NJ Supreme Court Embraces Employee-Friendly Test for Determining Independent Contractor Status

In a unanimous opinion issued on January 14, 2015, the New Jersey Supreme Court determined that the “ABC test” governs whether an individual is an “employee” or an “independent contractor” entitled to the protections of New Jersey’s Wage Payment Law and Wage and Hour Law.  See Hargrove v. Sleep’s, LLC, A-70-12 (Jan. 14, 2015) (Slip Op.).  The Supreme Court issued this ruling in response to a question from the Third Circuit Court of Appeals in connection with litigation over whether Sleepy’s, LLC misclassified delivery drivers as independent contractors to avoid providing benefits, such as overtime pay, to those workers.  A copy of the New Jersey Supreme Court’s decision is available here.

New Jersey’s Wage Payment Law governs the timing and mode for the payment of an employee’s wages, while New Jersey’s Wage and Hour Law mandates the minimum wage and overtime benefits that employers must pay to their employees.  The so-called “ABC test” is one of many different tests utilized to determine whether a particular individual qualifies as an “employee” or an “independent contractor”.  N.J.S.A. 43:21-19(i)(6).  Under the ABC test, the court presumes an individual bringing a claim qualifies as an “employee”.  The burden then shifts to the employer to demonstrate that the individual should instead be classified as an “independent contractor”.  The ABC test includes the following three factors:

(a)    Whether the employee has been and will continue to be free from control or direction over the performance of his or her services, both under a contract of service and in fact;

(b)   Whether the services provided are either outside the usual course of the business for which the service is performed, or that service is performed outside of all the places of business for the enterprise for which the service is performed; and

(c)    Whether the individual is customarily engaged in an independently established trade, occupation, profession, or business.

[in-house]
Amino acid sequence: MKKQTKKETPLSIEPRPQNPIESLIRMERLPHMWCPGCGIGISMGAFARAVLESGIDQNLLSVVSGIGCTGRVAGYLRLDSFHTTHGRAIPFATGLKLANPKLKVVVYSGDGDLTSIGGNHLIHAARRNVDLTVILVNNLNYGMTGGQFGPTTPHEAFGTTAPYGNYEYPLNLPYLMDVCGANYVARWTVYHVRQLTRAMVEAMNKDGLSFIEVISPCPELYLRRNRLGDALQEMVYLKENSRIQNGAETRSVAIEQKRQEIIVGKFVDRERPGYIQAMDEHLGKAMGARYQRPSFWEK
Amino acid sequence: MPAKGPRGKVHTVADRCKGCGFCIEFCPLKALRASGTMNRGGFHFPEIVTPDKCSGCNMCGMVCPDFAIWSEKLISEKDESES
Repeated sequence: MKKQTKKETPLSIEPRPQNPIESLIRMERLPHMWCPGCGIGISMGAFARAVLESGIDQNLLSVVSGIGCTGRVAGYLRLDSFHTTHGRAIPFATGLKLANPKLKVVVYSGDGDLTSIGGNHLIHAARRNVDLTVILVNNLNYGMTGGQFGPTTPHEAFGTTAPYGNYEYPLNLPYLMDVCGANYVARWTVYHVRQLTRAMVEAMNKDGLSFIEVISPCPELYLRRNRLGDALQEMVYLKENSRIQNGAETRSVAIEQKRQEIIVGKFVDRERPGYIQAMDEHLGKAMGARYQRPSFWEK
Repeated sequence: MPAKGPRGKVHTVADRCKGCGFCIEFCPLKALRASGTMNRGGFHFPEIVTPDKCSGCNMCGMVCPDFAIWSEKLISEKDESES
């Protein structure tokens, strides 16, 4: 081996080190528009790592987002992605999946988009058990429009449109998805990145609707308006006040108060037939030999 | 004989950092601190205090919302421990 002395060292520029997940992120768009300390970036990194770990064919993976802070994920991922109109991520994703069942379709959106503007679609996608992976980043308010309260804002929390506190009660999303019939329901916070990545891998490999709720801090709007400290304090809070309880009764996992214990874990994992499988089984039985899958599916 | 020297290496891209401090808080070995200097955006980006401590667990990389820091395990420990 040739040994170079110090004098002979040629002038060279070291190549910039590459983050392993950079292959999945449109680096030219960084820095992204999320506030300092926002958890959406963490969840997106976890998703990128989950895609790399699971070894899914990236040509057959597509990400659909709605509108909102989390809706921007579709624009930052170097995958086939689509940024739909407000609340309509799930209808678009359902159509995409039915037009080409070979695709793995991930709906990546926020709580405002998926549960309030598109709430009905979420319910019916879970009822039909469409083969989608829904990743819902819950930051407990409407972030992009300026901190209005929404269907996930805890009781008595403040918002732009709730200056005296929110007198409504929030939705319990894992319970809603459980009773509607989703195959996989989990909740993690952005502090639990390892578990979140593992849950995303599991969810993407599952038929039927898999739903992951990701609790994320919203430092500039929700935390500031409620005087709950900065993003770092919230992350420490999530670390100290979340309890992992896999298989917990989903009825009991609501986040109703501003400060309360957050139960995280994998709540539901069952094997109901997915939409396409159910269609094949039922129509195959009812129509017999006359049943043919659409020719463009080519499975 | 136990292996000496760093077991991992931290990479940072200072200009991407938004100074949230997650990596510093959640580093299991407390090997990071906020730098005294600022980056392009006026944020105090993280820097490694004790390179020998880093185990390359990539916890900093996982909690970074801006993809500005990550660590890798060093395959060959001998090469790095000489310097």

In holding the ABC test applies to both statutes, Judge Mary Catherine Cuff explained it provides predictability.  She also noted that the New Jersey Department of Labor had been utilizing the ABC test in determining whether an individual qualified as an “employee” under both statutes since 1995, without challenge.

For employers, the Hargrove decision underscores the importance of properly classifying workers as employees or independent contractors, both through contractual relationships and in practice.  Employers should examine their policies and procedures with legal counsel to determine compliance with the distinction between employees and independent contractors in order to avoid costly litigation and penalties for any violations.

As the law continues to evolve on these matters, please note that this article is current as of date and time of publication and may not reflect subsequent developments. The content and interpretation of the issues addressed herein is subject to change. Cole Schotz P.C. disclaims any and all liability with respect to actions taken or not taken based on any or all of the contents of this publication to the fullest extent permitted by law. This is for general informational purposes and does not constitute legal advice or create an attorney-client relationship. Do not act or refrain from acting upon the information contained in this publication without obtaining legal, financial and tax advice. For further information, please do not hesitate to reach out to your firm contact or to any of the attorneys listed in this publication.

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